Bosnian prime minister on Croatia: No one is more important than neighbours

Bosnian prime minister on Croatia: No one is more important than neighbours

Bosnian prime minister on Croatia: No one is more important than neighbours Izvor: N1

The latest negative statements from Croatia were the result of the election campaign taking place in this country and an attempt to get more voters to their side, Bosnia's prime minister Denis Zvizdic said, Monday, commenting the relations between the two countries.

“As far as Croatia is concerned, I can clearly say from the position I held over the past four years that Croatia was a strong supporter of Bosnia's European integration process and it facilitated many meetings for us,” Zvizdic said. “Together with us, they improved the EU integration process' dynamics and this shows the true neighbourly relation between our countries.”

Croatian President Kolinda Grabar-Kitarovic's office responded, Sunday, to a statement Bosnian Presidency Chairman Zeljko Komsic made on Saturday, saying that his unfounded anti-Croatian rhetoric confirmed that he was not only an illegitimate representative of Bosnian Croats but also an irrelevant interlocutor in international relations.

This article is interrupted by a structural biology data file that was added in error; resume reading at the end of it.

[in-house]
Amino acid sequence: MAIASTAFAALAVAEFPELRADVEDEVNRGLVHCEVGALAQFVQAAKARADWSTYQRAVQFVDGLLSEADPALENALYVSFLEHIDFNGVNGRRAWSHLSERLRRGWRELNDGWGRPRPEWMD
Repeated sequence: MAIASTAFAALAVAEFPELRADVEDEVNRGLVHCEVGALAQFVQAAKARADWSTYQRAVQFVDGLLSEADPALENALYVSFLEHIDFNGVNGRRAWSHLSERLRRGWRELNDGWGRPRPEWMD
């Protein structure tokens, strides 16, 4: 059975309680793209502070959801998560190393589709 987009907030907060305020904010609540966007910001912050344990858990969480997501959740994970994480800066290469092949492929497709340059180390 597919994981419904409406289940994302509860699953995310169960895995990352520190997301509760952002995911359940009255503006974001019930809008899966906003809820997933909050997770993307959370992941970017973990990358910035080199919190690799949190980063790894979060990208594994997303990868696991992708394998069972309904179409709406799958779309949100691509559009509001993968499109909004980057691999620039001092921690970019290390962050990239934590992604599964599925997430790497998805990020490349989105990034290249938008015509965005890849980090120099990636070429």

According to a press release Komsic office published on Saturday, he told a UN official in New York that the Bosnian Serb entity on Republika Srpska "institutionally denies the genocide committed against Bosniaks in Srebrenica and Podrinje", and that Croatia denies "the crime of genocide against Serbs, Roma and Jews" committed during WWII under the Nazi-aligned NDH (Independent State of Croatia) " through the public and political activity of some individuals."

On the other hand, he warned that there are some open issues between the two countries, such as the border agreement which the Croatian side is still to ratify.

“There is also the issue of Bosnia's state property in Croatia, the Peljesac bridge, Trgovska gora and the Busko jezero issue. We expect Croatia to send good neighbourly messages and to respect provisions of international law and conventions,” he noted.

He touched upon the latest issue of Trgovska gora, near the border between Bosnia and Croatia, where Croatia intends to dump its nuclear waste, but Bosnian authorities and residents of the Bosnian town of Novi Grad say it will threaten people's health and the surrounding eco-system, saying that should this be the final location, it would threaten the lives of the people living some 800 meters from the dump-site.

If it comes to that, Bosnia will be forced to use all available provisions from international conventions, including international arbitration, Zvizdic noted.



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